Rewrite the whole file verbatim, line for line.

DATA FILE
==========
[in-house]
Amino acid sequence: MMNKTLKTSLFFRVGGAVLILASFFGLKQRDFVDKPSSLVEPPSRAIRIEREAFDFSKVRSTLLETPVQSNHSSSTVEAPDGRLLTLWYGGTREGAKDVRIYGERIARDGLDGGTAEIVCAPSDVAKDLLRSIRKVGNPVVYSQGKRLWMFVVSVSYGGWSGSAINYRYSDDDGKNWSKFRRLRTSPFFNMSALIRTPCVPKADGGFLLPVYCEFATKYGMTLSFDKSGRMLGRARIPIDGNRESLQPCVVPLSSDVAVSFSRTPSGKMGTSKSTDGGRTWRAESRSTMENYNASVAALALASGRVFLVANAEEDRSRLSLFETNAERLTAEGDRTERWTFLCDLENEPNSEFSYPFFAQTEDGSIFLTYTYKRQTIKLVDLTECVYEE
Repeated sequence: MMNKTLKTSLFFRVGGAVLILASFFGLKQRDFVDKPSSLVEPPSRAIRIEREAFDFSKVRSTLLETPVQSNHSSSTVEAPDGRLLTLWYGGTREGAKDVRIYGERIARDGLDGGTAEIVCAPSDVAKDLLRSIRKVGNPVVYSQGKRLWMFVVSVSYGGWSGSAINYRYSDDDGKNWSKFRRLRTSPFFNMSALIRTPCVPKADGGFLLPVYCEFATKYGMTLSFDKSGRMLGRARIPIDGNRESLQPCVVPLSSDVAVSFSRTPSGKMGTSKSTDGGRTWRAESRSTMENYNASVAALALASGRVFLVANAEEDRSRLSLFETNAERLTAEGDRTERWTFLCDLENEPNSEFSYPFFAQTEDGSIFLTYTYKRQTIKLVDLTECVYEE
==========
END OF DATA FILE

[in-house]
Amino acid sequence: MMNKTLKTSLFFRVGGAVLILASFFGLKQRDFVDKPSSLVEPPSRAIRIEREAFDFSKVRSTLLETPVQSNHSSSTVEAPDGRLLTLWYGGTREGAKDVRIYGERIARDGLDGGTAEIVCAPSDVAKDLLRSIRKVGNPVVYSQGKRLWMFVVSVSYGGWSGSAINYRYSDDDGKNWSKFRRLRTSPFFNMSALIRTPCVPKADGGFLLPVYCEFATKYGMTLSFDKSGRMLGRARIPIDGNRESLQPCVVPLSSDVAVSFSRTPSGKMGTSKSTDGGRTWRAESRSTMENYNASVAALALASGRVFLVANAEEDRSRLSLFETNAERLTAEGDRTERWTFLCDLENEPNSEFSYPFFAQTEDGSIFLTYTYKRQTIKLVDLTECVYEE
Repeated sequence: MMNKTLKTSLFFRVGGAVLILASFFGLKQRDFVDKPSSLVEPPSRAIRIEREAFDFSKVRSTLLETPVQSNHSSSTVEAPDGRLLTLWYGGTREGAKDVRIYGERIARDGLDGGTAEIVCAPSDVAKDLLRSIRKVGNPVVYSQGKRLWMFVVSVSYGGWSGSAINYRYSDDDGKNWSKFRRLRTSPFFNMSALIRTPCVPKADGGFLLPVYCEFATKYGMTLSFDKSGRMLGRARIPIDGNRESLQPCVVPLSSDVAVSFSRTPSGKMGTSKSTDGGRTWRAESRSTMENYNASVAALALASGRVFLVANAEEDRSRLSLFETNAERLTAEGDRTERWTFLCDLENEPNSEFSYPFFAQTEDGSIFLTYTYKRQTIKLVDLTECVYEE